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To a voter with principles, sometimes voting is the right thing to (not) do

One of the disadvantages of self-identifying as a conservative is that people automatically assume you’re a Republican. This leads to many uncomfortable conversations, as they will have a tendency to impute to you positions you do not hold and hold you responsible for policies you do not support. While it is true that I could probably never bring myself to vote for a Democrat, neither am I able to pull the lever for the Republican candidate. Which means, once again, I may opt out of voting for certain offices altogether.

We don’t live in a perfect world. It’s a standard trope in political science that the perfect is the enemy of the good, and that pursuing the good, or at least the best possible under the circumstances, may involve unsavory compromise. Fair enough, this is politics after all.

But consistently making these choices could have the effect of blinding the party being chosen to its own faults. Conservatives such as myself who favor fiscal restraint and responsibility can hardly throw our support behind irresponsible borrowers. Nor can we support a party that engages in imprudent interventions in foreign lands, believing as we do the words of John Quincy Adams that America “goes not abroad, in search of monsters to destroy.”

Conservatives such as myself worry that we are reduced to making choices between competing plutocrats, the major difference between the two being the types of industries and corporations they will use government power to prop up. We look at the financial troubles of six years ago and see the nation repeating the mistakes, while in the interim government policies have largely enriched the already wealthy and placed further financial obligations on future generations.

Conservatives such as myself worry that the Republican insistence on the thaumaturgic powers of markets and competition has a way of eroding public life. It is not that we oppose markets; we just want them to be genuinely free and fair, and to have limits. We oppose the commodification of all areas of life, the reduction of social good to calculations of costs and benefits, and the latent materialism of political candidates.

Conservatives such as myself resist the nostrums of the pretend economists who drive modern politics. Voters are talked to all the time about that great abstraction The Economy, at whose behest we all serve and on which we are all dependent. We are reminded that the Greek root of the word economy is “household,” and we believe that economic activity, like charity, begins at home. So we are suspicious of economic growth and economic thinking that weakens households and uproots families.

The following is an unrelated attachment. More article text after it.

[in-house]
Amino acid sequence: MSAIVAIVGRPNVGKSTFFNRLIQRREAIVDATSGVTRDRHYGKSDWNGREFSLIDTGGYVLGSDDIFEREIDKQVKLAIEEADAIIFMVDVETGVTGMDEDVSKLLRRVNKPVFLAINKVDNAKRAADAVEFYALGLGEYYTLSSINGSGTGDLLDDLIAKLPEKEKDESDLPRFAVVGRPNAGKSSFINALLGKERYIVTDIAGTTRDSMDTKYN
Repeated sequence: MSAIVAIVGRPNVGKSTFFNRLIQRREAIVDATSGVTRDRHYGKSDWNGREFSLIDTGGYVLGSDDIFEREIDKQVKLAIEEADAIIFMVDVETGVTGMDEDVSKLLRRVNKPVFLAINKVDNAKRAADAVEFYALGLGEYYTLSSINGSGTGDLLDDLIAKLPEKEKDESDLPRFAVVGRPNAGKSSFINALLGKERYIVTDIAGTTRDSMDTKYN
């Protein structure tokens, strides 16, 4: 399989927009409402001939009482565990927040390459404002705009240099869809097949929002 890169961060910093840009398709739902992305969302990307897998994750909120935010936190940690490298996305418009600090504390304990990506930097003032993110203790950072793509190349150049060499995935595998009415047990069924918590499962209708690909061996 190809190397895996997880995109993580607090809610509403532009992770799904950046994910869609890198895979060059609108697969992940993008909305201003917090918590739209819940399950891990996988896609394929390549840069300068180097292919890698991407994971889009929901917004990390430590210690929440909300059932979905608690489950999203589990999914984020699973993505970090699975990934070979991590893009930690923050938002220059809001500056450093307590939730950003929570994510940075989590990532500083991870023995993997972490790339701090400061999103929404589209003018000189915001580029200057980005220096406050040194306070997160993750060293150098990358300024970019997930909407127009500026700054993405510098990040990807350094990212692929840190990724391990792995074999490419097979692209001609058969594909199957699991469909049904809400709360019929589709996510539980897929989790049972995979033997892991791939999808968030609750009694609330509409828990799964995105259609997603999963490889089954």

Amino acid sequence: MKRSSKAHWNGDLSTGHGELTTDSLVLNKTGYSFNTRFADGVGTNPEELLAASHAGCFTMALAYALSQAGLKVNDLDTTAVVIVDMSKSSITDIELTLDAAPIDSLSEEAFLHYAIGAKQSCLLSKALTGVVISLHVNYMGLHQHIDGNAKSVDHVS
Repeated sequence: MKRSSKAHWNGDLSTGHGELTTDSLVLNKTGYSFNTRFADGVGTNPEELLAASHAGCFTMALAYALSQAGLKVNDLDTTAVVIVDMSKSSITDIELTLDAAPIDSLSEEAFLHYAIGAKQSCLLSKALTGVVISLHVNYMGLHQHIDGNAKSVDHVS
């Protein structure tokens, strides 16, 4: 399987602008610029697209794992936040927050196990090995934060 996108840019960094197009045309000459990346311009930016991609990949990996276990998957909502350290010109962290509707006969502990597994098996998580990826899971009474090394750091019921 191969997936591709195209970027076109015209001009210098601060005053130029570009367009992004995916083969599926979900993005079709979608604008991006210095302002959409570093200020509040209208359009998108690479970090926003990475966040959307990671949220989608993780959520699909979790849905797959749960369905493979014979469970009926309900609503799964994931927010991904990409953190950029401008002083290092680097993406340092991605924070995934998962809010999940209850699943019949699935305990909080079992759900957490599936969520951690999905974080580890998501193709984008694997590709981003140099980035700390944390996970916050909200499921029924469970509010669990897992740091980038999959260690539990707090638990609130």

It is impossible to have candidates who will discuss humane economics, healthy markets and accountable politics when their campaigns themselves are being run by professional mercenaries whose ethics would make Machiavelli blush, and being funded by out-of-state interests who want to tilt the power of the national government to their advantage.

Mainly, we resist the distillation of politics and citizenship to the theater of campaigns and the act of voting. “If voting could actually change things,” wrote Emma Goldman, “it would be made illegal.” It may be an expressive act, but it isn’t an effective act. Anthony Downs once observed that you have a better chance of being struck by lightning on the way to the polling booth than you do of having your vote make a difference, so no rational person would go vote. And, as Thoreau said, our commitment to the right ought to be so vigorous that it cannot possibly be captured in the feeble expression of voting.

Conservatives understand that the less localized our politics is, the less important the act of voting is. The vote becomes dissipated, inconsequential, and the resultant government less responsive and accountable. There is a time when the most responsible thing a voter can do is not vote. It is often said that those who don’t vote don’t get to complain, but that simply doesn’t follow. If I, still paying taxes, am forced to choose between two objectionable alternatives, I’m entitled to opt out and complain about the alternatives and bemoan the fact that I can’t do better under the circumstances.

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